Class name: “Site-Work: Place-making and Performance Practice”
Taught by: Visiting Assistant Professor of English Jaclyn Pryor
Here’s what Pryor had to say about the class:
Site work, or site-specific work, are terms that describe theater, performance, and visual art that have been created for or somehow situated in relationship to place. Historically, site artists have situated work in places as diverse as city streets, deserts, beaches, on farms, at rodeos, on the U.S./Mexico border, in abandoned and commercial buildings, on the internet, in homes, and aboard trains, buses, and boats. This course introduces students to other artists who are working in this genre, to the central theories and debates within the field, and to the specific tools and methods for making their own site-specific performances.
I created this class because I wanted to teach a course at the intersections of performance theory and performance practice—I believe that the deepest kind of learning happens when students take risks with their own bodies and imaginations. Outside of my own research and teaching, I also work as a theater artist, and much of the work that I am drawn to making is site-specific.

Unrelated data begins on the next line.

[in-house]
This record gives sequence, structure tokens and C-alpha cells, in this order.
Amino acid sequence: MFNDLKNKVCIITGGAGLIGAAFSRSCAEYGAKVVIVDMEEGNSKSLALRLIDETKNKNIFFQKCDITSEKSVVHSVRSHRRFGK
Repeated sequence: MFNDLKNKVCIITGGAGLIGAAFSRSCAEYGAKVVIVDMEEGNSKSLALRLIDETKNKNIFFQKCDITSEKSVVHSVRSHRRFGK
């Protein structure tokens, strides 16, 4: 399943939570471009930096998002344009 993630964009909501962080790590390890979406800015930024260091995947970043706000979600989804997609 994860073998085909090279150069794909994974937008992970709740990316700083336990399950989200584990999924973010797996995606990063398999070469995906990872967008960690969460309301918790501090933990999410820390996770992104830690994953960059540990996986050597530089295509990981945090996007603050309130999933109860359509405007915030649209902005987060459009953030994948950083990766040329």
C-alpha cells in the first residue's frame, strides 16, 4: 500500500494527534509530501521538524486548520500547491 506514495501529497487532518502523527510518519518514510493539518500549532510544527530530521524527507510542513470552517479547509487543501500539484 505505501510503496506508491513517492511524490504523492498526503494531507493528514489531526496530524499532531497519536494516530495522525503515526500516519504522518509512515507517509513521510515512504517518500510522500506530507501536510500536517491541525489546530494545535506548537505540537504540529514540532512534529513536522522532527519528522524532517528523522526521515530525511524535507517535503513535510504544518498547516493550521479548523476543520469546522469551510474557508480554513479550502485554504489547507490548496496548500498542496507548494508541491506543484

This is because I am interested in the politics of identity (race, class, gender, sexuality, etc.), and that of history and memory: site-specific performance has a unique capacity to make visible what is otherwise invisible in public culture—because the event literally unfolds in/on a charged site. For instance, last week in class we created a short, improvised performance in the hallway of Stokes—and as part of the performance we literally recited the text from a poster that was hanging in the hallway outside the Center for Peace and Global Citizenship about the racialized history of Haverford College. That text was taken out of its original context and recited (re-sited) in our performance. So the piece was site-specific not only because it took place in a building that is not intended for performance—but because it engaged the actual history of that site. Site work is always citational. And that’s exciting to me as an artist and a thinker—and my hope is that it will unlock something for my students, as well.
See what other courses the English department is offering this semester.
Photo by Caleb Eckert ’17
Cool Classes is a series that highlights interesting, unusual, and unique courses that enrich the Haverford experience.